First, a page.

Organizing Styles

How many times have you told your child to use flash cards for memorizing vocabulary, only to hear them claim that the technique never works for them. Or do you recall how your father made you leave your house keys in the bowl on the kitchen table because you kept losing them? This method may have worked for a day or two, but after that, you were back to misplacing the house keys. Now that you’re grown with children of your own, do you find that you are repeating history by showing your child the same organizing techniques that work for you but not necessarily for them?

Everyone’s brain works differently and accesses information differently too. With my years in academia and parenting a “disorganized child”, much of my time was spent on helping with organization. This was when I discovered there is no “no one size fits all” technique when it comes to organization.  Through many years of practice and research, I have identified that people organize in three different ways:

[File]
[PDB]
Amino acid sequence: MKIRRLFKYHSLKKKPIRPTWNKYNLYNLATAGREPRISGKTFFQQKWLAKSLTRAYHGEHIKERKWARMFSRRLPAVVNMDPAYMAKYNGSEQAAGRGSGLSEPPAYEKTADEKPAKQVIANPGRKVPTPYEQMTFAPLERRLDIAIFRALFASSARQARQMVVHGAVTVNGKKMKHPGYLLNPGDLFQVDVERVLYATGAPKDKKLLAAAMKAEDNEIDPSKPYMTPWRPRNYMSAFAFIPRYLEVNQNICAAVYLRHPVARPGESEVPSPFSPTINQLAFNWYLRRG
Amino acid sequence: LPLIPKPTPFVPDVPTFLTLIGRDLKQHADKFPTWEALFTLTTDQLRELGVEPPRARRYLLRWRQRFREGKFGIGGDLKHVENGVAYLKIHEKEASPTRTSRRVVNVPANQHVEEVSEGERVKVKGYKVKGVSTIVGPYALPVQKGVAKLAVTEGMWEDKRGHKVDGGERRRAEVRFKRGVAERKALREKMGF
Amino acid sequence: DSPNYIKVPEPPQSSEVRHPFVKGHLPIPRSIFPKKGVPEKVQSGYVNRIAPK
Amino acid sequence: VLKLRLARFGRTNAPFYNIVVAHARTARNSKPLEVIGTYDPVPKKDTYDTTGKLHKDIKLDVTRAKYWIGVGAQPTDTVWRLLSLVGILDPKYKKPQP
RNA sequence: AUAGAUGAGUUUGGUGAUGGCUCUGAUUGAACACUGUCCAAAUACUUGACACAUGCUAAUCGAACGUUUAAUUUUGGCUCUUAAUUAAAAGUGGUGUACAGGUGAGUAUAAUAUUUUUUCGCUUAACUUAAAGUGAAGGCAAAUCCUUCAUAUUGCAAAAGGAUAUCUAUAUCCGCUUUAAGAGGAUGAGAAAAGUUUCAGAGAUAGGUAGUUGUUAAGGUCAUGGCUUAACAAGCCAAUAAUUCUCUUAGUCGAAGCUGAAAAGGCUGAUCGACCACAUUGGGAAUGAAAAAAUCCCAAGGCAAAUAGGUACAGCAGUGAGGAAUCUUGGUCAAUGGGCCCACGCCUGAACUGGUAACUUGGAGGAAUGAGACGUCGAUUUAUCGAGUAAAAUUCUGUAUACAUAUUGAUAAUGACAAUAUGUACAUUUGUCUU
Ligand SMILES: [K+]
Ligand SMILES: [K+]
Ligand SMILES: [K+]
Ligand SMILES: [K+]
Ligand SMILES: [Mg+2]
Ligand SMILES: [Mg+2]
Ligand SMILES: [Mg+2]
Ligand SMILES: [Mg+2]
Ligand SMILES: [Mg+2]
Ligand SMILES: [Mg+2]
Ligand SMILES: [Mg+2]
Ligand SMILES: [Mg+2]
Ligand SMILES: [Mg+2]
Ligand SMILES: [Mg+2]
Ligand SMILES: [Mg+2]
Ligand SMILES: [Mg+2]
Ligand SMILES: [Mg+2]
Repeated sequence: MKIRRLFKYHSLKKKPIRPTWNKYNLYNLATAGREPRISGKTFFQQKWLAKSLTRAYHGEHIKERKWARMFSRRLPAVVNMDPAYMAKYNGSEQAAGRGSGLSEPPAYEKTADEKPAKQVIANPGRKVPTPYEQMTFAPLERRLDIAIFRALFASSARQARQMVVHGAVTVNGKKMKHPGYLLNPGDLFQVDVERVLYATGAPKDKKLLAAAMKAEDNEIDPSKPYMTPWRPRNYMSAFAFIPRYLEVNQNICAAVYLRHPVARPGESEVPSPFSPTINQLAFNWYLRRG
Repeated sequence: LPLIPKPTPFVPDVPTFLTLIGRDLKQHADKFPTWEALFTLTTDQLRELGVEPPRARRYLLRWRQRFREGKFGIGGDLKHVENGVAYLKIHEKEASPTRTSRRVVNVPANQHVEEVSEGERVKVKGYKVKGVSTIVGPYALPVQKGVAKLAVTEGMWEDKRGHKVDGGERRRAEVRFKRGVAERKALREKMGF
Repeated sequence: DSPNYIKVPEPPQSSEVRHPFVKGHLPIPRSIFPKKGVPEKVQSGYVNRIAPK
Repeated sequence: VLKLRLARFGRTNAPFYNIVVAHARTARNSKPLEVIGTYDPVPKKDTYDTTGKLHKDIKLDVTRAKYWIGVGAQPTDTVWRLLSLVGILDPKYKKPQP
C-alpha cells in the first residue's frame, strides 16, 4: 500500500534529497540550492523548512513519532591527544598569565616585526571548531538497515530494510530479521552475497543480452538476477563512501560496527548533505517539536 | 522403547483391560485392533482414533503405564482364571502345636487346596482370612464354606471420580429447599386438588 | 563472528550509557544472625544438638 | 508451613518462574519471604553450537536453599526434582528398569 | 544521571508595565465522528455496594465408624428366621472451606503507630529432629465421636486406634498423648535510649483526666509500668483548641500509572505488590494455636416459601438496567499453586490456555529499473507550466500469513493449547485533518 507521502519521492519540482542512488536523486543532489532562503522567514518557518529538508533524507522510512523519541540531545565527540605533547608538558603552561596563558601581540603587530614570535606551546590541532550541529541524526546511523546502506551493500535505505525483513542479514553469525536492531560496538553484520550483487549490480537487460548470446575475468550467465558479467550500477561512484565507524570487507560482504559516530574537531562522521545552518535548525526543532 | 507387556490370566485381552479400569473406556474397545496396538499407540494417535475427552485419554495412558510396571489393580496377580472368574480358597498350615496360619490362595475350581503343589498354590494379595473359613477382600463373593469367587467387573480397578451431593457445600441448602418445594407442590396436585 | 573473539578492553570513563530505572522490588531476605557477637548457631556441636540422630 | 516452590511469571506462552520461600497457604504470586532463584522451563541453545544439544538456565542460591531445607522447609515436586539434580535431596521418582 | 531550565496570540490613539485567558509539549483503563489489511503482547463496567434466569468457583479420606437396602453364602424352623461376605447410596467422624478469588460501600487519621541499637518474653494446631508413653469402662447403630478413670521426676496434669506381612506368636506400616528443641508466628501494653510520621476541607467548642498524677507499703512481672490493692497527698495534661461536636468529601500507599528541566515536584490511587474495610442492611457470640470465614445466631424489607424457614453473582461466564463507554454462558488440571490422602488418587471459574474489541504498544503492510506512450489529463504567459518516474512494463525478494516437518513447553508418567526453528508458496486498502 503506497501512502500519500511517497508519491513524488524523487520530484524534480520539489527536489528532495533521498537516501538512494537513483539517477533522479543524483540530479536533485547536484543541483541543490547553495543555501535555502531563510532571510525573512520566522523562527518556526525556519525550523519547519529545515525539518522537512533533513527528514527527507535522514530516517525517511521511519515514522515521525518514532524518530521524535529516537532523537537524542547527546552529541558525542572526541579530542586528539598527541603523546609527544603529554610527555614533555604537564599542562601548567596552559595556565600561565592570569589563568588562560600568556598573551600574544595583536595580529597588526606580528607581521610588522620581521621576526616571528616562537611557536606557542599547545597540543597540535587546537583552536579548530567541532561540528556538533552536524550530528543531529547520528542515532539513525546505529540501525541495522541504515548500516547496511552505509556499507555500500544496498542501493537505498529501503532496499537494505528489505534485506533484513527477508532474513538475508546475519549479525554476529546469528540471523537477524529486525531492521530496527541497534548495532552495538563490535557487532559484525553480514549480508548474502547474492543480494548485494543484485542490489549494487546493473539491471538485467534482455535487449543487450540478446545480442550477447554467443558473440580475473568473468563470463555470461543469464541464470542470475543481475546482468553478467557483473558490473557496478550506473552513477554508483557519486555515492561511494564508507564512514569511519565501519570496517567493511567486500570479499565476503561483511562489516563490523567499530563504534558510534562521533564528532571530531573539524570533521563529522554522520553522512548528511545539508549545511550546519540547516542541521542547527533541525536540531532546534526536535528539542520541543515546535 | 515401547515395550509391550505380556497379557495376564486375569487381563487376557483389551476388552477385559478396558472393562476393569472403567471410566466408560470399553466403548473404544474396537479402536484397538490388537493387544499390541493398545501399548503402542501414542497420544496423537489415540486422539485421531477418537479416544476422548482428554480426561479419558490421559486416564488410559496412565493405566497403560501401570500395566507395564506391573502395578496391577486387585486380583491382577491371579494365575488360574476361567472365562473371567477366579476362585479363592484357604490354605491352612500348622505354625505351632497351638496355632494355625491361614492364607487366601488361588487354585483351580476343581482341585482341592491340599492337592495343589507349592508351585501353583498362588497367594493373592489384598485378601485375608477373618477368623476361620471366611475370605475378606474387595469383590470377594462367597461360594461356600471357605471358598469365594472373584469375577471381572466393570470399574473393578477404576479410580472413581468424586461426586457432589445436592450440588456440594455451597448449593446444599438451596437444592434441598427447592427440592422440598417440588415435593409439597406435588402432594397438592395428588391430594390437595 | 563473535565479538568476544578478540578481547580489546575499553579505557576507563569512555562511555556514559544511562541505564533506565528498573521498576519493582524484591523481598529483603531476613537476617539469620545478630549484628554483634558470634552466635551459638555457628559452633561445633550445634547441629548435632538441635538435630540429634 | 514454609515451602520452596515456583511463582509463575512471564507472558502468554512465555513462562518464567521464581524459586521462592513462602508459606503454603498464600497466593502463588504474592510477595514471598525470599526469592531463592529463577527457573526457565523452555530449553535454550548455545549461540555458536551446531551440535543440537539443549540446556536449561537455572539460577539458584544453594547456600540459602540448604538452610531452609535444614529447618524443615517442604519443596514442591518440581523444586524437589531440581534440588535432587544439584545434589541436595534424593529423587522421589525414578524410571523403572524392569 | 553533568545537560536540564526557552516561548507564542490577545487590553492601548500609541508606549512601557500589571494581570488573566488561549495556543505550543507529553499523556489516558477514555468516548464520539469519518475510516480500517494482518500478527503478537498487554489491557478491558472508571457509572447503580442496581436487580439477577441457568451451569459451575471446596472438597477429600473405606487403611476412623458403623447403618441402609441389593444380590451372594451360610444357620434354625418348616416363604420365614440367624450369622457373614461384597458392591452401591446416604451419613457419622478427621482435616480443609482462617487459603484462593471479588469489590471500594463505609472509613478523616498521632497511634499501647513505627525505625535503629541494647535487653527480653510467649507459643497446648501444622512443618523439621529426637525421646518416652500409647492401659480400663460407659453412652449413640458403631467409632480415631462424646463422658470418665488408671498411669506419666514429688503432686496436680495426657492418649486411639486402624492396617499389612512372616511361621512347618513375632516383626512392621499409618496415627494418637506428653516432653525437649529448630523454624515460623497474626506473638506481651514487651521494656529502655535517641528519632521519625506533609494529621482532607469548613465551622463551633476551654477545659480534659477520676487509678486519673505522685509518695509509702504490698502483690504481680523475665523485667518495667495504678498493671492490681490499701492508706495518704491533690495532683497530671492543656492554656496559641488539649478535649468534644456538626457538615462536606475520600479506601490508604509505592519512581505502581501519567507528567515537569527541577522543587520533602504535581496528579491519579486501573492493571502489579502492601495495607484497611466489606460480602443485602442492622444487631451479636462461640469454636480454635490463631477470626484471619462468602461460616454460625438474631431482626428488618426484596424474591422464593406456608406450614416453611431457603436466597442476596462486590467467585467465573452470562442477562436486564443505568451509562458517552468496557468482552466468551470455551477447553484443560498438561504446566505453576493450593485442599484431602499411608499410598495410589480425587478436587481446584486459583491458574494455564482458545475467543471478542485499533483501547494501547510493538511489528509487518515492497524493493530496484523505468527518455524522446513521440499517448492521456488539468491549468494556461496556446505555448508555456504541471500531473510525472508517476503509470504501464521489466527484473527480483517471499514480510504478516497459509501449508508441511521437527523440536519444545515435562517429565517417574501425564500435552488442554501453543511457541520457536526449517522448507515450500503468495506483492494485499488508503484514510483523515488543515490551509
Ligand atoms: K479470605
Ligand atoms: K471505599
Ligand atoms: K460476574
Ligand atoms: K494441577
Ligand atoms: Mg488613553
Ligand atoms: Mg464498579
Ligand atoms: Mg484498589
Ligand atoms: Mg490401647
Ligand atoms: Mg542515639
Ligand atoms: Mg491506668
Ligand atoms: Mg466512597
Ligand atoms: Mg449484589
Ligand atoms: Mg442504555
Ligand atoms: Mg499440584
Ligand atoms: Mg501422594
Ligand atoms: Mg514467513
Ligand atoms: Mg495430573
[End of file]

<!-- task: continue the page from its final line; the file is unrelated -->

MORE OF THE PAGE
The Visual Organizer

  • Think of missing items as to where they last saw the item.
  • Prefers to have all of their items where they can see them.
  • Has a hard time finding items they cannot see.
  • Respond to color, pictures, and other visual cues.
  • Feels disorganized when their work area is visually overloaded.

The Comfy Organizer

  • Think of missing items as to where they last used the item.
  • Prefer items to be placed within their reach.
  • Like sports, dance, music and are more tactile.
  • Very sensitive towards others and need to “feel good” about work area.
  • Feels disregulated when their work area is very disheveled.

The Sequential Organizer

  • Can remember sequential steps in some sort of personal order.
  • Accesses information sequentially.
  • Remembers dates, time of events, and order of events.
  • Keeps stacks of paper on their desks.
  • Memorizes best through repetition.
  • Feels frazzled when their work area is not in “order.”

You may be looking at the lists of characteristics and saying ,“Is it possible that my child has two organizing styles?”. The answer is YES, your child could have the characteristics of two styles. The most common of the dual style is the Visual/Comfy Organizer.

Once we determine your child’s organizing style, we can use techniques and strategies personally targeted to organize your child.  Specific strategies should not only help your child become more organized but will ultimately make your child more successful at school and at home.